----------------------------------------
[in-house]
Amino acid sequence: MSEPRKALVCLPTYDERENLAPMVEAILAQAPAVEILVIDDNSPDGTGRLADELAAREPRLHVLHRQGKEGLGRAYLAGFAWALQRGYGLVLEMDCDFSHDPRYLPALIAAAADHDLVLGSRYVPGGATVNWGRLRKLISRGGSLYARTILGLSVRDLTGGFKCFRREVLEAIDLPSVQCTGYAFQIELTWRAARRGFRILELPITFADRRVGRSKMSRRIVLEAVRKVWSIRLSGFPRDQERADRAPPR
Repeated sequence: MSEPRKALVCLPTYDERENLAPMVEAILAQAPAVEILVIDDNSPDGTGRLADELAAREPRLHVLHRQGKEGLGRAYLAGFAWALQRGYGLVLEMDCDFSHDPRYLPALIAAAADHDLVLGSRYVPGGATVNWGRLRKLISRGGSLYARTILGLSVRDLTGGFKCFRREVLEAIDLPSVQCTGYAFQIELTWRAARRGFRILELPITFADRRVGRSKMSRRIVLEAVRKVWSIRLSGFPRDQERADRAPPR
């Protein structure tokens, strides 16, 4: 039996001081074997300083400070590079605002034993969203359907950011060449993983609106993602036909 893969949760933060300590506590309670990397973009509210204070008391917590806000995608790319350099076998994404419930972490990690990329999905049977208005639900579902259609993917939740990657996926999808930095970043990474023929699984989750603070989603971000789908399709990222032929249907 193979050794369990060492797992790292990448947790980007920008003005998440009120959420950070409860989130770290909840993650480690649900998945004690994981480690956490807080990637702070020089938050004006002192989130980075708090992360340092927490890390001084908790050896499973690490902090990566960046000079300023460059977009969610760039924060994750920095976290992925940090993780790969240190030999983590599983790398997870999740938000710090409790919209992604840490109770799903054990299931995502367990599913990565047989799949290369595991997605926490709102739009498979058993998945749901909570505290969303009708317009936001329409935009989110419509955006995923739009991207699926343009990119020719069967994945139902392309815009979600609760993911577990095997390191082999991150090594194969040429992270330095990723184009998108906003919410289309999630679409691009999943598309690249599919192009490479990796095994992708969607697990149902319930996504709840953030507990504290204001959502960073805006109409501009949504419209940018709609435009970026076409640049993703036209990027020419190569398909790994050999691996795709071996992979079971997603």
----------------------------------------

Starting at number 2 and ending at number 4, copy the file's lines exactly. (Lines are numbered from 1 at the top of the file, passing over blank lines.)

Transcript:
Amino acid sequence: MSEPRKALVCLPTYDERENLAPMVEAILAQAPAVEILVIDDNSPDGTGRLADELAAREPRLHVLHRQGKEGLGRAYLAGFAWALQRGYGLVLEMDCDFSHDPRYLPALIAAAADHDLVLGSRYVPGGATVNWGRLRKLISRGGSLYARTILGLSVRDLTGGFKCFRREVLEAIDLPSVQCTGYAFQIELTWRAARRGFRILELPITFADRRVGRSKMSRRIVLEAVRKVWSIRLSGFPRDQERADRAPPR
Repeated sequence: MSEPRKALVCLPTYDERENLAPMVEAILAQAPAVEILVIDDNSPDGTGRLADELAAREPRLHVLHRQGKEGLGRAYLAGFAWALQRGYGLVLEMDCDFSHDPRYLPALIAAAADHDLVLGSRYVPGGATVNWGRLRKLISRGGSLYARTILGLSVRDLTGGFKCFRREVLEAIDLPSVQCTGYAFQIELTWRAARRGFRILELPITFADRRVGRSKMSRRIVLEAVRKVWSIRLSGFPRDQERADRAPPR
């Protein structure tokens, strides 16, 4: 039996001081074997300083400070590079605002034993969203359907950011060449993983609106993602036909 893969949760933060300590506590309670990397973009509210204070008391917590806000995608790319350099076998994404419930972490990690990329999905049977208005639900579902259609993917939740990657996926999808930095970043990474023929699984989750603070989603971000789908399709990222032929249907 193979050794369990060492797992790292990448947790980007920008003005998440009120959420950070409860989130770290909840993650480690649900998945004690994981480690956490807080990637702070020089938050004006002192989130980075708090992360340092927490890390001084908790050896499973690490902090990566960046000079300023460059977009969610760039924060994750920095976290992925940090993780790969240190030999983590599983790398997870999740938000710090409790919209992604840490109770799903054990299931995502367990599913990565047989799949290369595991997605926490709102739009498979058993998945749901909570505290969303009708317009936001329409935009989110419509955006995923739009991207699926343009990119020719069967994945139902392309815009979600609760993911577990095997390191082999991150090594194969040429992270330095990723184009998108906003919410289309999630679409691009999943598309690249599919192009490479990796095994992708969607697990149902319930996504709840953030507990504290204001959502960073805006109409501009949504419209940018709609435009970026076409640049993703036209990027020419190569398909790994050999691996795709071996992979079971997603």